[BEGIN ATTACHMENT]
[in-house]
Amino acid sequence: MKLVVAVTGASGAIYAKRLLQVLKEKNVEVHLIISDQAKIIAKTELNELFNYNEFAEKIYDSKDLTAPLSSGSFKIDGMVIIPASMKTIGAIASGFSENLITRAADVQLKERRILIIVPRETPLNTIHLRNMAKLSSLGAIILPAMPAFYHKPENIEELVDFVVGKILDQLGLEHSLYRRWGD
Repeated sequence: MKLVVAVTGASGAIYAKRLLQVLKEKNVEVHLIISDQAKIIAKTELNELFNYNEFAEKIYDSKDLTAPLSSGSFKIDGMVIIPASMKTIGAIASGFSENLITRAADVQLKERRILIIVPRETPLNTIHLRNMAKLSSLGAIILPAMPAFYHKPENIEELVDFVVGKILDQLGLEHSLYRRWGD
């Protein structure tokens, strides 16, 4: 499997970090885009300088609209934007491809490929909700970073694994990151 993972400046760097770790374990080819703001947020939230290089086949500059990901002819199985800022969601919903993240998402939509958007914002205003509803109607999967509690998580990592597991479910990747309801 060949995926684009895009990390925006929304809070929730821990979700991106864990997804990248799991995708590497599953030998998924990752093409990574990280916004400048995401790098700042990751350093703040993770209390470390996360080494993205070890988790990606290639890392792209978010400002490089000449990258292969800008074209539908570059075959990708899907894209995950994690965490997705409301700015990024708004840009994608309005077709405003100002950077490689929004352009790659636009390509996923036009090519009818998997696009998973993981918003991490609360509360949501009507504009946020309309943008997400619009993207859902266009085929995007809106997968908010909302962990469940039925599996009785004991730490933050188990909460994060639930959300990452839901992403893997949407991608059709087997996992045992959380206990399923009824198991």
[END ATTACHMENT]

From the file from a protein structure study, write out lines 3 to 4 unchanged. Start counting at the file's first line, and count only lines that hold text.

Repeated sequence: MKLVVAVTGASGAIYAKRLLQVLKEKNVEVHLIISDQAKIIAKTELNELFNYNEFAEKIYDSKDLTAPLSSGSFKIDGMVIIPASMKTIGAIASGFSENLITRAADVQLKERRILIIVPRETPLNTIHLRNMAKLSSLGAIILPAMPAFYHKPENIEELVDFVVGKILDQLGLEHSLYRRWGD
């Protein structure tokens, strides 16, 4: 499997970090885009300088609209934007491809490929909700970073694994990151 993972400046760097770790374990080819703001947020939230290089086949500059990901002819199985800022969601919903993240998402939509958007914002205003509803109607999967509690998580990592597991479910990747309801 060949995926684009895009990390925006929304809070929730821990979700991106864990997804990248799991995708590497599953030998998924990752093409990574990280916004400048995401790098700042990751350093703040993770209390470390996360080494993205070890988790990606290639890392792209978010400002490089000449990258292969800008074209539908570059075959990708899907894209995950994690965490997705409301700015990024708004840009994608309005077709405003100002950077490689929004352009790659636009390509996923036009090519009818998997696009998973993981918003991490609360509360949501009507504009946020309309943008997400619009993207859902266009085929995007809106997968908010909302962990469940039925599996009785004991730490933050188990909460994060639930959300990452839901992403893997949407991608059709087997996992045992959380206990399923009824198991």